An Epidural Steroid Injection (ESI) is commonly used to treat inflammation in the lower back, as well as any related neck and leg pain. In these conditions, spinal nerves become inflamed as the passages where these nerves travel down the spine begin to narrow. (ESIs) can resolve that pain. In addition, your doctor can also use (ESIs) to diagnose which nerves in the spine are causing problems.
Normally, your doctor will inject (ESIs) into the lower back in sets of 2 or 3. This helps to reduce pain, as well as strengthen the lower back. It is important to note that (ESIs) are meant to manage lower back pain, not cure it. With that said, a patient’s mobility will improve and their back will heal quicker because of the decrease in pain. The injections only take less than a minute to administer. And, the performing physician will often follow up an (ESI) with an immediate examination.
How are Epidural Steroid Injections (ESIs) Performed?
Your physician can deliver the steroid into the epidural space through three methods: the caudal, interlaminar, and transforaminal approaches. The common trend between these methods involves placing a needle through the use of fluoroscopic guidance. Before you receive the injection, a nurse or doctor will thoroughly clean the treatment area. Contrast dyes are used to ensure that the steroid travels to the correct area. In many cases, your doctor will use a local anesthetic along with the steroid to make the process less painful for the patient.
The interlaminar approach involves placing the needle into the back of the epidural space, which allows for your doctor to deliver the steroid over a wider area. The caudal method is not too different, injecting the needle in a small boney opening just above the tailbone. This allows for your doctor to place the needle into the bottom of the epidural space. Using these methods, the steroid will spread over multiple spinal segments which allows for the medication to reach both sides of the spinal canal. With transforaminal (ESIs), or nerve blocks, the needle is placed beside the nerve as it leaves the spine. After which, medication is placed into the nerve sleeve, which then travels up into the epidural space from the side. Using this method, a concentrated dose of the steroid can seep into the affected area.
These (ESIs) can be performed on an outpatient basis, allowing the patient to return to their previous activities the following day. Patients can request mild sedation for the procedure, but most just stick with local anesthesia.
What To Expect
(ESIs) normally begin working within 1-3 days following treatment. However, in rare cases, it may take up to 7 days for you to feel pain relief. Most patients tolerate the injection very well and experience only mild side effects, which resolve within a few days. Diabetics and those with allergies to contrast dyes should discuss these conditions with their doctor before receiving an (ESI).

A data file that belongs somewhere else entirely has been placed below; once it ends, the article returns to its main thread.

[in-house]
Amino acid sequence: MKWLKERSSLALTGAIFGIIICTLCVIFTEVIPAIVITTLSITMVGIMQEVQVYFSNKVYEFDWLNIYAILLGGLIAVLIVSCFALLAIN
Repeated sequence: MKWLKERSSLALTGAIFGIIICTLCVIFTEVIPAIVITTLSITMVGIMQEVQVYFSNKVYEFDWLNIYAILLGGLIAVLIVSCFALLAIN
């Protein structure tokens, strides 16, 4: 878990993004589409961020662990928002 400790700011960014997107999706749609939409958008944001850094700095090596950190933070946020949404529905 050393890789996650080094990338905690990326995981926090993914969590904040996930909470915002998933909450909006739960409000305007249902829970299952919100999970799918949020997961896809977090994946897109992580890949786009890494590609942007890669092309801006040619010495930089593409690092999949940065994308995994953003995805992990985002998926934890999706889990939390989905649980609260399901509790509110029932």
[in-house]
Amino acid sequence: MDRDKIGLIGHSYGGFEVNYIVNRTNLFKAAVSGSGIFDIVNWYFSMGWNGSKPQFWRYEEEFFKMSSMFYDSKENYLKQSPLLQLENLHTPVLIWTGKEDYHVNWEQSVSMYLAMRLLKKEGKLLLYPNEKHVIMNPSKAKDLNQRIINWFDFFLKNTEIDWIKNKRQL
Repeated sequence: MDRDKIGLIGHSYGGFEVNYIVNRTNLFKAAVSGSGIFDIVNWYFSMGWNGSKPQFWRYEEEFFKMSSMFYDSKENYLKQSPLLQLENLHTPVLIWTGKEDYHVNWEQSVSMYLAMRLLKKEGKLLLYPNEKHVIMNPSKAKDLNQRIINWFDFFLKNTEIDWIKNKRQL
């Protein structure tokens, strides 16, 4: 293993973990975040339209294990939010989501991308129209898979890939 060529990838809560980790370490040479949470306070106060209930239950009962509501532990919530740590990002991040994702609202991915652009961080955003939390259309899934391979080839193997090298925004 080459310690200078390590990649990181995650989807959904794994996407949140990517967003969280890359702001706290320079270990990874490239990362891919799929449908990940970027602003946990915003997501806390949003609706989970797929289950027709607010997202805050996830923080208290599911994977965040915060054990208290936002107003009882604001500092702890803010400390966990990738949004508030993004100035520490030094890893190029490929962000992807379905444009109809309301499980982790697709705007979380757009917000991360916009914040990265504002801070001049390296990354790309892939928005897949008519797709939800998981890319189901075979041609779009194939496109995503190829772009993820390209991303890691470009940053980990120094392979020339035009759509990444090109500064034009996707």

(ESIs) have been performed for many years and are considered a safe and effective treatment for neck, back, leg, and arm pain. Serious complications are rare and minimized through the use of x-ray guidance. Overall, most patients tolerate (ESIs) very well.
Injections can provide patients with improvement in both pain and function for several months or longer. If the patient notices significant relief, then your physician can repeat these injections without risk to maintain these improvements. (ESIs) are commonly used with other treatments, such as medications and physical therapy, in order to maximize their effects.
Am I A Candidate For An (ESI)?
Patients with low back, neck, arm, or leg pain may benefit from an (ESI). Most commonly, orthopedists use this treatment to address the following conditions:
- Herniated Disc: Irritation, pain, and swelling caused by the gel-like material within spinal discs squeezing out and coming in contact with spinal nerves.
- Sciatica: Pain in the sciatic nerve that travels from the buttocks and down to the legs. Compression of the 1st sacral nerve and the 5th lumbar nerve often leads to this condition.
- Degenerative Disc Disease: Breakdown/aging of vertebrae caused by collapsing disc spaces, annular tears, and bone spur growth.
- Spinal Stenosis: Back and leg pain caused by the narrowing of the spinal canal as well as the nerve root canal.
- Spondylolisthesis: Caused by vertebral fractures/weaknesses that lead to the vertebrae slipping forward and compressing nerve roots
(ESIs) are particularly helpful in treating painful inflammatory conditions. Doctors also use (ESIs) for diagnostic purposes, such as determining whether surgery could help the pain associated with a herniated disc.
In addition to people with diabetes and pregnant women, these injections should not be performed on patients who have bleeding problems or an infection.
What Happens After Treatment?
Patients will be able to walk around directly after receiving an (ESI). Usually, doctors will observe the patient for a short time before allowing them to leave the center. Rarely, temporary numbness or weakness can occur in the legs. So, your physician will advise that you bring someone along who can take you home afterward.
You should be able to resume full activity the next day. However, you may notice some soreness around the treated area, but you can easily treat this by using ice and OTC medicines such as Tylenol. Your doctor will recommend that you keep track of your pain levels as the numbing medicine wears off and the (ESI) takes effect.
Patients may want to schedule a follow-up visit with their doctor to address any and all concerns.
Are you considering an (ESI) for your treatment? If so, contact our board-certified spine and orthopedic experts at OLSS. Our practice has clinics in Florida, New Jersey, and New York, as well as a team of award-winning experts whom you can trust.